The Battle of Antietam Explained

Two rangers at Antietam National Battlefield describe what happened in thirteen hours of America's most bloodiest day in history.

History Books about Antietam Battle | History Books About the Battle of Sharpsburg

Faugh a Ballagh: The Cry of the Fighting 69th

"When anything absurd, forlorn, or desperate was to be attempted, the Irish Brigade was called upon." Journalist during the American Civil War.

Image: The Irish Brigade in 1861.Like any famous area of historical significance, Antietam attracts school parties.  There probably isn't a school-child in Maryland, who hasn't been escorted by their teacher around the National Battlefield.

This was certainly the case for the group of ten-year-olds from McDonna School, in Baltimore, who embarked from their coach for a field trip. 

Once the guide was through, their teacher allowed them to wander off in groups.  Not too far away.  But enough to discover things for themselves, then report back.  It's not like they couldn't all be seen.  From the ridges you can see for miles all over Antietam Battlefield and beyond. That was kind of the point in 1862.

Your average ten-year-old has a very active imagination.  It's easy to dismiss any talk of encountering ghosts.  It's not so simple to explain how an American child can suddenly speak Gaelic.

Not that this bunch of excited boys were talking about ghosts. They thought they'd heard a re-enactment taking place somewhere close to Bloody Lane.  "It was like the carol!"  One boy gushed. "Tra-la-la-la-la!"  He was singing the refrain to Deck the Halls.  But he wasn't pronouncing it like those tuneful lyrics.  It was more like 'Fa-ah-bal-lah'.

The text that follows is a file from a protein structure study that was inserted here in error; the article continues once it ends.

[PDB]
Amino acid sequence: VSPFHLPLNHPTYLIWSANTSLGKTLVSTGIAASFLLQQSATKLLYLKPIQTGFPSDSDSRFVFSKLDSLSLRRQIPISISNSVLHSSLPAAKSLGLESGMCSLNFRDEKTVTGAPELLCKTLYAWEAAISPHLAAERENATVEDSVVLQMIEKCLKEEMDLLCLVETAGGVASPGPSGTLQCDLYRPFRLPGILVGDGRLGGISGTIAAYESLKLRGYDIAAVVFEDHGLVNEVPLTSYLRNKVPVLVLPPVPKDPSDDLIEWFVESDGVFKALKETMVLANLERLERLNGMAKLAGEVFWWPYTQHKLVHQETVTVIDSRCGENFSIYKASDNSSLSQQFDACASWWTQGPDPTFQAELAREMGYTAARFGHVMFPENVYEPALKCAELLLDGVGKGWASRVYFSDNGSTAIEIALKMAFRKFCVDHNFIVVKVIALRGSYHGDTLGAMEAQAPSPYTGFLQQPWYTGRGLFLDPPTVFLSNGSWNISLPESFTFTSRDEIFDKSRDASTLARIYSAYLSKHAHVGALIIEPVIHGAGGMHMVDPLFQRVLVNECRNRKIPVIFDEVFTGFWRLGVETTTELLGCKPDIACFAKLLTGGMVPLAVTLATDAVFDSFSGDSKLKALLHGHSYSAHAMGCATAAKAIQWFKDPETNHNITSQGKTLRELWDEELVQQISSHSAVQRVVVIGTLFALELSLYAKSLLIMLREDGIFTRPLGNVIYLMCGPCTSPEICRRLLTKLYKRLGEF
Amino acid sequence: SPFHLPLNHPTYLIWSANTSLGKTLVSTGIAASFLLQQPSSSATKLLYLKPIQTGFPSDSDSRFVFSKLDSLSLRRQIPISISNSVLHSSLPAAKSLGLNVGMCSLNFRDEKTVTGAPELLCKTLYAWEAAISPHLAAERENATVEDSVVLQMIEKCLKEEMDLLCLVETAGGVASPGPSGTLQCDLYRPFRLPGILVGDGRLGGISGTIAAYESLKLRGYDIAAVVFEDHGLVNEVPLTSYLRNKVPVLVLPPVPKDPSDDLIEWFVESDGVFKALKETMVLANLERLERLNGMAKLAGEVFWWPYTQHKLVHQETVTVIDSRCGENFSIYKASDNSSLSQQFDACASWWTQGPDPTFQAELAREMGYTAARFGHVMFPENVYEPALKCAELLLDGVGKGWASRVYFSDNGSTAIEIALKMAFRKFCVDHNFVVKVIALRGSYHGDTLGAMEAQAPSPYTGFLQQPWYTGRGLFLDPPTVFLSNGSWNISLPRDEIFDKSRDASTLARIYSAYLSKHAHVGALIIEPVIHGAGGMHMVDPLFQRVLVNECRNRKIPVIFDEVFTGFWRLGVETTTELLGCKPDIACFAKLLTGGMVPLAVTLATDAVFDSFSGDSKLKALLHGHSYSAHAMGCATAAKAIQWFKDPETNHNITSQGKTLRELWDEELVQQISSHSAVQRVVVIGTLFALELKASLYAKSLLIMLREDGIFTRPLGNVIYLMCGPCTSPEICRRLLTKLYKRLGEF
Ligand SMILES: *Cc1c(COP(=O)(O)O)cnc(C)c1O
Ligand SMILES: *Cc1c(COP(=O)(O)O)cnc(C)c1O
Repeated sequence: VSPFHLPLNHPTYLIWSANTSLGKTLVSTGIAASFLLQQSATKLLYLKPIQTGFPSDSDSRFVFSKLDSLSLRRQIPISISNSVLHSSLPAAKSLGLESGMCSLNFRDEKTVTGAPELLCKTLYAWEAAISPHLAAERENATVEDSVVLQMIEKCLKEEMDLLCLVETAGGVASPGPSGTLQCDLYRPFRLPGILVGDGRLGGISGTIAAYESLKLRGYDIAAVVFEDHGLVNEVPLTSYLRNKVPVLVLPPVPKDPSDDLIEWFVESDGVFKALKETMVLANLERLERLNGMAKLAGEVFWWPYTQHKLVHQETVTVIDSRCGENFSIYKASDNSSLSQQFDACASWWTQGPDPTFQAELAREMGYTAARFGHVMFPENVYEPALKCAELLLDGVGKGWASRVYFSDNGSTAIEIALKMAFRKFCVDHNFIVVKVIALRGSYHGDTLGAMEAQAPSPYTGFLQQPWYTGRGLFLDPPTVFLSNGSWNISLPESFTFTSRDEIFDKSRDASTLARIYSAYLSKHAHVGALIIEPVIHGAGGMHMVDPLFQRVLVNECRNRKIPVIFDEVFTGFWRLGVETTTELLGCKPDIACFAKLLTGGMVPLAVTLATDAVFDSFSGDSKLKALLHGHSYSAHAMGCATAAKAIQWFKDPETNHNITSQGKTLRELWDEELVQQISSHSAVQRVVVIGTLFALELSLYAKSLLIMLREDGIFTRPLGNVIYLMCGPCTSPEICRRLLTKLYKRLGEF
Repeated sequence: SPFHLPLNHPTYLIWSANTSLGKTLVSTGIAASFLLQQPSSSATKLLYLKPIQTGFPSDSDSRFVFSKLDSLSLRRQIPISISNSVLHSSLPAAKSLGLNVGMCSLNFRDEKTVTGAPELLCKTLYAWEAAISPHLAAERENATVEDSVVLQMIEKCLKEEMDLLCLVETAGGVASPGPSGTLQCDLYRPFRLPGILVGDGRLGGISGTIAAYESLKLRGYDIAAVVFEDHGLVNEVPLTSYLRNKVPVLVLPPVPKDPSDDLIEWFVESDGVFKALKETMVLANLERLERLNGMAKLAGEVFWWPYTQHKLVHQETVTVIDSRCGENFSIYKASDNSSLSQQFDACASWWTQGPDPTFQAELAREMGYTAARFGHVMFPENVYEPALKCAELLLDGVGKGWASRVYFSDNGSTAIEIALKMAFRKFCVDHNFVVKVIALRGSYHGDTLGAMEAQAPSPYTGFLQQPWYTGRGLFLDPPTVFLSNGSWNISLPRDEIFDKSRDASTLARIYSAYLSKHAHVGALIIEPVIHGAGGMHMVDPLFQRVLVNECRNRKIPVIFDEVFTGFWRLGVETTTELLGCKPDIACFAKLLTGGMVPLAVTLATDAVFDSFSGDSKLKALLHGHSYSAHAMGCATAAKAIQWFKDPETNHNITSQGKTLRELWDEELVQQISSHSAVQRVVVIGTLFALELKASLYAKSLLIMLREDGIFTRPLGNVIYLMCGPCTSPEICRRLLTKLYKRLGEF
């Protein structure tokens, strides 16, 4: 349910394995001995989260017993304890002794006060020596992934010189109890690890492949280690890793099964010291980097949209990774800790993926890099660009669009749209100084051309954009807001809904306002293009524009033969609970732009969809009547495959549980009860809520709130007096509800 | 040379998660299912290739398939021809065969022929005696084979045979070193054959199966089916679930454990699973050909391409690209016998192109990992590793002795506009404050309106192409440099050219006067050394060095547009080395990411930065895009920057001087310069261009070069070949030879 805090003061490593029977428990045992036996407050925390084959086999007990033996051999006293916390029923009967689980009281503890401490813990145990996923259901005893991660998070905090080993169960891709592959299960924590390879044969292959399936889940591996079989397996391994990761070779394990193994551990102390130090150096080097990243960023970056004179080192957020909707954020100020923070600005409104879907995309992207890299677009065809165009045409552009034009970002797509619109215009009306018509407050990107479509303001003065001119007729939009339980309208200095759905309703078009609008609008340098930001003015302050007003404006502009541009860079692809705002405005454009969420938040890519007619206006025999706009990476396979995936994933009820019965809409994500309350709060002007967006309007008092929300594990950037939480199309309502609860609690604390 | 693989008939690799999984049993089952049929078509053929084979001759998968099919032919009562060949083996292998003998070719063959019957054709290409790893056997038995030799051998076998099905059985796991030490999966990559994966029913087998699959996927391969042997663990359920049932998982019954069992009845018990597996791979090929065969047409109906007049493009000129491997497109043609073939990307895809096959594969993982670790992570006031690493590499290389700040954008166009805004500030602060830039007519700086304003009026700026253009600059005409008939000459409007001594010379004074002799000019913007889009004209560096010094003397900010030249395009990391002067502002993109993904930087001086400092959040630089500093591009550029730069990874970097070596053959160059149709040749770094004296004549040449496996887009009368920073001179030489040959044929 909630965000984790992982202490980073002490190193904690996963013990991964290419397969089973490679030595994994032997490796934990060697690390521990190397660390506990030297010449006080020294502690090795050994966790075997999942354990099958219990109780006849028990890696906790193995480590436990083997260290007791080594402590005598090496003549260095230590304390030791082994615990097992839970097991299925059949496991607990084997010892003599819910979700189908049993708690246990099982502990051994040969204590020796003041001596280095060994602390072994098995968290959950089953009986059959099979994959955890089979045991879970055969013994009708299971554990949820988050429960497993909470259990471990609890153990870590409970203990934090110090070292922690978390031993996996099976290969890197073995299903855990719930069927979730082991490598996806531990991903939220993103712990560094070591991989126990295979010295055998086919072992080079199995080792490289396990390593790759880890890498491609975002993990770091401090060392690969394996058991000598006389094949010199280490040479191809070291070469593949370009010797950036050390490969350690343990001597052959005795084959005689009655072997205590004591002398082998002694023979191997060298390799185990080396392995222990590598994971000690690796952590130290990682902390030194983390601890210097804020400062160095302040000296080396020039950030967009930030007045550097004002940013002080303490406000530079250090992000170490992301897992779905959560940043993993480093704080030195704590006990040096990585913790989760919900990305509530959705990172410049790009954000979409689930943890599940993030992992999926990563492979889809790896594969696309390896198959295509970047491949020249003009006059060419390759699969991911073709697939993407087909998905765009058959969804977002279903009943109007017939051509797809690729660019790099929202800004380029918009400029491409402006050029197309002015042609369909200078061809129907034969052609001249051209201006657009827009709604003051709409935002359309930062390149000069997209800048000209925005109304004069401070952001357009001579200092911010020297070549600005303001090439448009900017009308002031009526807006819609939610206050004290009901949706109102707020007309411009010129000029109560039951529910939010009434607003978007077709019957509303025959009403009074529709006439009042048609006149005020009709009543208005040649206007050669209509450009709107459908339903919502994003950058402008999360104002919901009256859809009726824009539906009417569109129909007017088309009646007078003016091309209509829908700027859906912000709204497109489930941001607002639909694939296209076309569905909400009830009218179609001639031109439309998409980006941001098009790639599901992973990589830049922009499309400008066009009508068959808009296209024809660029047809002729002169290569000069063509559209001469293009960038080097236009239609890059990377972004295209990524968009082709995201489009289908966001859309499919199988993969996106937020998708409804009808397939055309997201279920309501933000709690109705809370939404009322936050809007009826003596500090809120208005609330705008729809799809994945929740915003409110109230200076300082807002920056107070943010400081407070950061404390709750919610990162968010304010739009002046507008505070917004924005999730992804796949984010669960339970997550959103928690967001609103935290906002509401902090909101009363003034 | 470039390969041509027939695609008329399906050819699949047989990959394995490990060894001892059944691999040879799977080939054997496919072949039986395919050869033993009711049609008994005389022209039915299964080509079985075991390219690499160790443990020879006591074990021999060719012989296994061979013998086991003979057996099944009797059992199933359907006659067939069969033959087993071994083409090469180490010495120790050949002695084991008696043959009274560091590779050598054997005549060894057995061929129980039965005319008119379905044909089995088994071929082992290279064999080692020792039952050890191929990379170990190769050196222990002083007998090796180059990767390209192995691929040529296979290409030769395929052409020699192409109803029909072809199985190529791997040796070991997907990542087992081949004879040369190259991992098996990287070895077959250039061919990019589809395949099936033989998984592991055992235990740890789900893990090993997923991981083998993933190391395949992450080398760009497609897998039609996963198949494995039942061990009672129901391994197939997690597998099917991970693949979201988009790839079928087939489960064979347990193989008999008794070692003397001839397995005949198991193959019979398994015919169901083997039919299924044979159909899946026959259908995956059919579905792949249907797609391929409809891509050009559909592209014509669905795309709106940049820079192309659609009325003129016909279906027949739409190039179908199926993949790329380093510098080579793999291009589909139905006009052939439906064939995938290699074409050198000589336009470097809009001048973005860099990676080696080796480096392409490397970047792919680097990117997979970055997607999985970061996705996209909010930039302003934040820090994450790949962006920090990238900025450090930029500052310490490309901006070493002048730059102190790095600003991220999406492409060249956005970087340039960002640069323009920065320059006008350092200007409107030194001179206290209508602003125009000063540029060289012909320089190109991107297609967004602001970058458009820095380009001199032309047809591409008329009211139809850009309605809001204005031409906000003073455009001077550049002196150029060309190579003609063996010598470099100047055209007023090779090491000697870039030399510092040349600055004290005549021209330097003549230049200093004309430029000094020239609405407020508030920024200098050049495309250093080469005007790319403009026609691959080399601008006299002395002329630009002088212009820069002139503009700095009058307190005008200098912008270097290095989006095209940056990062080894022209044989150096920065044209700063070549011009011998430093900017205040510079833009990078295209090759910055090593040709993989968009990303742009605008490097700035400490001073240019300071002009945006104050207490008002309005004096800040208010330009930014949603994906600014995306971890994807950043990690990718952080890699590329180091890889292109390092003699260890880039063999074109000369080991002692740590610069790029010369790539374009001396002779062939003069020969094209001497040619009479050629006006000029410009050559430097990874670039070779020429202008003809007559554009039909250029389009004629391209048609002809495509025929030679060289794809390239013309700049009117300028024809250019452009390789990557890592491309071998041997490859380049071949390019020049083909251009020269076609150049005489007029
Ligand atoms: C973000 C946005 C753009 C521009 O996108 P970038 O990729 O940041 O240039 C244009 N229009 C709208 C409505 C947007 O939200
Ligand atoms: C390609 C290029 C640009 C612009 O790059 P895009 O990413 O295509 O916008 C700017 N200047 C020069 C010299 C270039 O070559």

Nor had the voices they'd heard been singing.  They were distant shouts, which grew nearer.  Chants from the field near to the tower at the end of the sunken farmer's lane.   All of the boys had heard them. They could chant it back in unison now.

It was the teacher and ranger listening to them who had grown cold.  They knew their history.  There was a glance and a shake of head.  No.  There were no re-enactors on the field that day.  No obvious modern source for the sounds at all.  But there was a supernatural one.

No war is fair, but for the men of the Irish Brigade, life dealt them a cruel blow.  They were almost completely made up of recent immigrants, who hadn't even properly sampled the country they were fighting for.  Fleeing from persecution, destitution and starvation at the hands of the British, they'd survived the coffin ships crossing the Atlantic to the USA.

Who can imagine the hope and the sigh of relief they emitted, at the sight of the Statue of Liberty? But upon landing in Manhattan, the men were separated from their families.  While the women and children were released into the slums of the Five Towns, their husbands, brothers and fathers were handed a uniform and marched away to fight in the American Civil War.